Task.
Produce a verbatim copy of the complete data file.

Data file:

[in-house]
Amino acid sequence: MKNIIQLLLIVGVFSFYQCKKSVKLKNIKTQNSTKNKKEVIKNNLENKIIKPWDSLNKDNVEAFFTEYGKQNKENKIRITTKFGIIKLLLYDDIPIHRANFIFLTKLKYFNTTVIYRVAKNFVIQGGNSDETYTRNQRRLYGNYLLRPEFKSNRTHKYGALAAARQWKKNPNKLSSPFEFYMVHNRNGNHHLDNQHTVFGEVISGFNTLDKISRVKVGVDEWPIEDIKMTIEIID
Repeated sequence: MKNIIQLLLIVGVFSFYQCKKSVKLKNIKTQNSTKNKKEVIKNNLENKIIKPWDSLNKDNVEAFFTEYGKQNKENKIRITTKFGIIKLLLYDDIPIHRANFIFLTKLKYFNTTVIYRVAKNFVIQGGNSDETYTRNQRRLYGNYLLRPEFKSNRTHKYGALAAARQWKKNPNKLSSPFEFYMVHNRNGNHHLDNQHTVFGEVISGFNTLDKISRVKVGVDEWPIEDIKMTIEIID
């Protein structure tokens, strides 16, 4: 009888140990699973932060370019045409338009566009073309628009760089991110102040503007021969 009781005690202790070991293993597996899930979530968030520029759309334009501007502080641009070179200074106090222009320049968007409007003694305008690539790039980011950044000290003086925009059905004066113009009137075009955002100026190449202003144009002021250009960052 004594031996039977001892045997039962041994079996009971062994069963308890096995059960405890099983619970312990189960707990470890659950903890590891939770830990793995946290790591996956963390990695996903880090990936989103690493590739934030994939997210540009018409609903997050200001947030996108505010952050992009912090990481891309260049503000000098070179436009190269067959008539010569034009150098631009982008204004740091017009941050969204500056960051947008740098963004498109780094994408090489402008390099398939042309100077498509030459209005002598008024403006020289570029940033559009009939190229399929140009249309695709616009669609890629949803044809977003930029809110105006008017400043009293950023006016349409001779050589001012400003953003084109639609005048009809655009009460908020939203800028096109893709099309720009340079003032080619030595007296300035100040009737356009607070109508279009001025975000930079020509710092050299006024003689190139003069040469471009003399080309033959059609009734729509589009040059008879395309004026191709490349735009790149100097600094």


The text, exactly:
[in-house]
Amino acid sequence: MKNIIQLLLIVGVFSFYQCKKSVKLKNIKTQNSTKNKKEVIKNNLENKIIKPWDSLNKDNVEAFFTEYGKQNKENKIRITTKFGIIKLLLYDDIPIHRANFIFLTKLKYFNTTVIYRVAKNFVIQGGNSDETYTRNQRRLYGNYLLRPEFKSNRTHKYGALAAARQWKKNPNKLSSPFEFYMVHNRNGNHHLDNQHTVFGEVISGFNTLDKISRVKVGVDEWPIEDIKMTIEIID
Repeated sequence: MKNIIQLLLIVGVFSFYQCKKSVKLKNIKTQNSTKNKKEVIKNNLENKIIKPWDSLNKDNVEAFFTEYGKQNKENKIRITTKFGIIKLLLYDDIPIHRANFIFLTKLKYFNTTVIYRVAKNFVIQGGNSDETYTRNQRRLYGNYLLRPEFKSNRTHKYGALAAARQWKKNPNKLSSPFEFYMVHNRNGNHHLDNQHTVFGEVISGFNTLDKISRVKVGVDEWPIEDIKMTIEIID
């Protein structure tokens, strides 16, 4: 009888140990699973932060370019045409338009566009073309628009760089991110102040503007021969 009781005690202790070991293993597996899930979530968030520029759309334009501007502080641009070179200074106090222009320049968007409007003694305008690539790039980011950044000290003086925009059905004066113009009137075009955002100026190449202003144009002021250009960052 004594031996039977001892045997039962041994079996009971062994069963308890096995059960405890099983619970312990189960707990470890659950903890590891939770830990793995946290790591996956963390990695996903880090990936989103690493590739934030994939997210540009018409609903997050200001947030996108505010952050992009912090990481891309260049503000000098070179436009190269067959008539010569034009150098631009982008204004740091017009941050969204500056960051947008740098963004498109780094994408090489402008390099398939042309100077498509030459209005002598008024403006020289570029940033559009009939190229399929140009249309695709616009669609890629949803044809977003930029809110105006008017400043009293950023006016349409001779050589001012400003953003084109639609005048009809655009009460908020939203800028096109893709099309720009340079003032080619030595007296300035100040009737356009607070109508279009001025975000930079020509710092050299006024003689190139003069040469471009003399080309033959059609009734729509589009040059008879395309004026191709490349735009790149100097600094």